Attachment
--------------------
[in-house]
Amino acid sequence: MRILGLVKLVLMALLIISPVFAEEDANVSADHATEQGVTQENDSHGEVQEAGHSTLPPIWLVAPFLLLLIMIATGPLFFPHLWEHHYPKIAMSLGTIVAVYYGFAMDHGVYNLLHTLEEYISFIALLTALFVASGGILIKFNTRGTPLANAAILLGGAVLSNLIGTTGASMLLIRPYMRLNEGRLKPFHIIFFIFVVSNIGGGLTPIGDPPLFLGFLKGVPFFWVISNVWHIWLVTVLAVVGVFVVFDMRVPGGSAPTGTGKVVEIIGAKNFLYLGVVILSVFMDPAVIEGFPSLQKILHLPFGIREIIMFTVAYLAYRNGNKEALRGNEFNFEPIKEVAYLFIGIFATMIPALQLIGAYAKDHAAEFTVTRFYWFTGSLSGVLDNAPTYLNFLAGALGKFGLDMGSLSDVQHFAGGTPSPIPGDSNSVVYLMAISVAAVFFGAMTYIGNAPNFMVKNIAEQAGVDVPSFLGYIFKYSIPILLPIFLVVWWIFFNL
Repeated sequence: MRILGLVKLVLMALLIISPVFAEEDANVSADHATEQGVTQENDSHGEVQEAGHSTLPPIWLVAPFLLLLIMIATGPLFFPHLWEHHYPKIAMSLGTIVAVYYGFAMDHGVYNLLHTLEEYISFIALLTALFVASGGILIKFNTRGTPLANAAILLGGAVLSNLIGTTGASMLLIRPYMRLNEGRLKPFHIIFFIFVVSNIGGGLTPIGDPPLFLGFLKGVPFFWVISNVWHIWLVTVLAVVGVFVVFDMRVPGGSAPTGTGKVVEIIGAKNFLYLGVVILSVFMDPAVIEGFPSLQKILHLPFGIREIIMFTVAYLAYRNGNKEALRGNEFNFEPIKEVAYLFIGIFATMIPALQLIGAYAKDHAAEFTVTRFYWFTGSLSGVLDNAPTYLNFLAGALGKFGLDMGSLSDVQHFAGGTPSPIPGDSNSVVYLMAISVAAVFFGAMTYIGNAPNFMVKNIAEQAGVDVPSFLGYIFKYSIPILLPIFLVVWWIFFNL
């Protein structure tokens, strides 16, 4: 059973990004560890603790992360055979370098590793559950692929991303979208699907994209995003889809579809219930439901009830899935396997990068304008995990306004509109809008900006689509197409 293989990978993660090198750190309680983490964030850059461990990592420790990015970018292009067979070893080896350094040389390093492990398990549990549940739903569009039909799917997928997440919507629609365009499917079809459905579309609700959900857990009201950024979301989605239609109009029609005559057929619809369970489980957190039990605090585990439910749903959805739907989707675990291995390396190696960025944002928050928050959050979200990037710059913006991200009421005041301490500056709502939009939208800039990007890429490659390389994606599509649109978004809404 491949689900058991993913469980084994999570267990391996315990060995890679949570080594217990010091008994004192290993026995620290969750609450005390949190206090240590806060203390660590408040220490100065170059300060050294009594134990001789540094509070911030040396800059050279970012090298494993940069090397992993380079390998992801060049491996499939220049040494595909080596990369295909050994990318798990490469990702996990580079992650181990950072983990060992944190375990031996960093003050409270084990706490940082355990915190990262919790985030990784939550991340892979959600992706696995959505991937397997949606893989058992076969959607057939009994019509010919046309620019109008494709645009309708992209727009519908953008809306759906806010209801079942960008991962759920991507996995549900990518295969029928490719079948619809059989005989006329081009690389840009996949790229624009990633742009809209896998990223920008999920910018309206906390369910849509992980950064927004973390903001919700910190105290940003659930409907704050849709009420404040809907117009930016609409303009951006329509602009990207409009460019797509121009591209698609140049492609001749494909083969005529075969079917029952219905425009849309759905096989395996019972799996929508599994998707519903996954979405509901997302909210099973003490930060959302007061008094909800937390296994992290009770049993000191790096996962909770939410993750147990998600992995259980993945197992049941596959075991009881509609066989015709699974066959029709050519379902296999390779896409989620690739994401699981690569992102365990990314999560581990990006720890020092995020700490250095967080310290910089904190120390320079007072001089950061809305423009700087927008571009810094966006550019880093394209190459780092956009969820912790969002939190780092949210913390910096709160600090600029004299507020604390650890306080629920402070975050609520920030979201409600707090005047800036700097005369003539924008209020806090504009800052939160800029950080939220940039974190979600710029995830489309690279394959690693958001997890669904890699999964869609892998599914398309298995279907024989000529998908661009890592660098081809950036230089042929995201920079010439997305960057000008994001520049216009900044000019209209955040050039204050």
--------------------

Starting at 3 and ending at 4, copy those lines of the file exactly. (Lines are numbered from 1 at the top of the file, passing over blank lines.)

Repeated sequence: MRILGLVKLVLMALLIISPVFAEEDANVSADHATEQGVTQENDSHGEVQEAGHSTLPPIWLVAPFLLLLIMIATGPLFFPHLWEHHYPKIAMSLGTIVAVYYGFAMDHGVYNLLHTLEEYISFIALLTALFVASGGILIKFNTRGTPLANAAILLGGAVLSNLIGTTGASMLLIRPYMRLNEGRLKPFHIIFFIFVVSNIGGGLTPIGDPPLFLGFLKGVPFFWVISNVWHIWLVTVLAVVGVFVVFDMRVPGGSAPTGTGKVVEIIGAKNFLYLGVVILSVFMDPAVIEGFPSLQKILHLPFGIREIIMFTVAYLAYRNGNKEALRGNEFNFEPIKEVAYLFIGIFATMIPALQLIGAYAKDHAAEFTVTRFYWFTGSLSGVLDNAPTYLNFLAGALGKFGLDMGSLSDVQHFAGGTPSPIPGDSNSVVYLMAISVAAVFFGAMTYIGNAPNFMVKNIAEQAGVDVPSFLGYIFKYSIPILLPIFLVVWWIFFNL
């Protein structure tokens, strides 16, 4: 059973990004560890603790992360055979370098590793559950692929991303979208699907994209995003889809579809219930439901009830899935396997990068304008995990306004509109809008900006689509197409 293989990978993660090198750190309680983490964030850059461990990592420790990015970018292009067979070893080896350094040389390093492990398990549990549940739903569009039909799917997928997440919507629609365009499917079809459905579309609700959900857990009201950024979301989605239609109009029609005559057929619809369970489980957190039990605090585990439910749903959805739907989707675990291995390396190696960025944002928050928050959050979200990037710059913006991200009421005041301490500056709502939009939208800039990007890429490659390389994606599509649109978004809404 491949689900058991993913469980084994999570267990391996315990060995890679949570080594217990010091008994004192290993026995620290969750609450005390949190206090240590806060203390660590408040220490100065170059300060050294009594134990001789540094509070911030040396800059050279970012090298494993940069090397992993380079390998992801060049491996499939220049040494595909080596990369295909050994990318798990490469990702996990580079992650181990950072983990060992944190375990031996960093003050409270084990706490940082355990915190990262919790985030990784939550991340892979959600992706696995959505991937397997949606893989058992076969959607057939009994019509010919046309620019109008494709645009309708992209727009519908953008809306759906806010209801079942960008991962759920991507996995549900990518295969029928490719079948619809059989005989006329081009690389840009996949790229624009990633742009809209896998990223920008999920910018309206906390369910849509992980950064927004973390903001919700910190105290940003659930409907704050849709009420404040809907117009930016609409303009951006329509602009990207409009460019797509121009591209698609140049492609001749494909083969005529075969079917029952219905425009849309759905096989395996019972799996929508599994998707519903996954979405509901997302909210099973003490930060959302007061008094909800937390296994992290009770049993000191790096996962909770939410993750147990998600992995259980993945197992049941596959075991009881509609066989015709699974066959029709050519379902296999390779896409989620690739994401699981690569992102365990990314999560581990990006720890020092995020700490250095967080310290910089904190120390320079007072001089950061809305423009700087927008571009810094966006550019880093394209190459780092956009969820912790969002939190780092949210913390910096709160600090600029004299507020604390650890306080629920402070975050609520920030979201409600707090005047800036700097005369003539924008209020806090504009800052939160800029950080939220940039974190979600710029995830489309690279394959690693958001997890669904890699999964869609892998599914398309298995279907024989000529998908661009890592660098081809950036230089042929995201920079010439997305960057000008994001520049216009900044000019209209955040050039204050």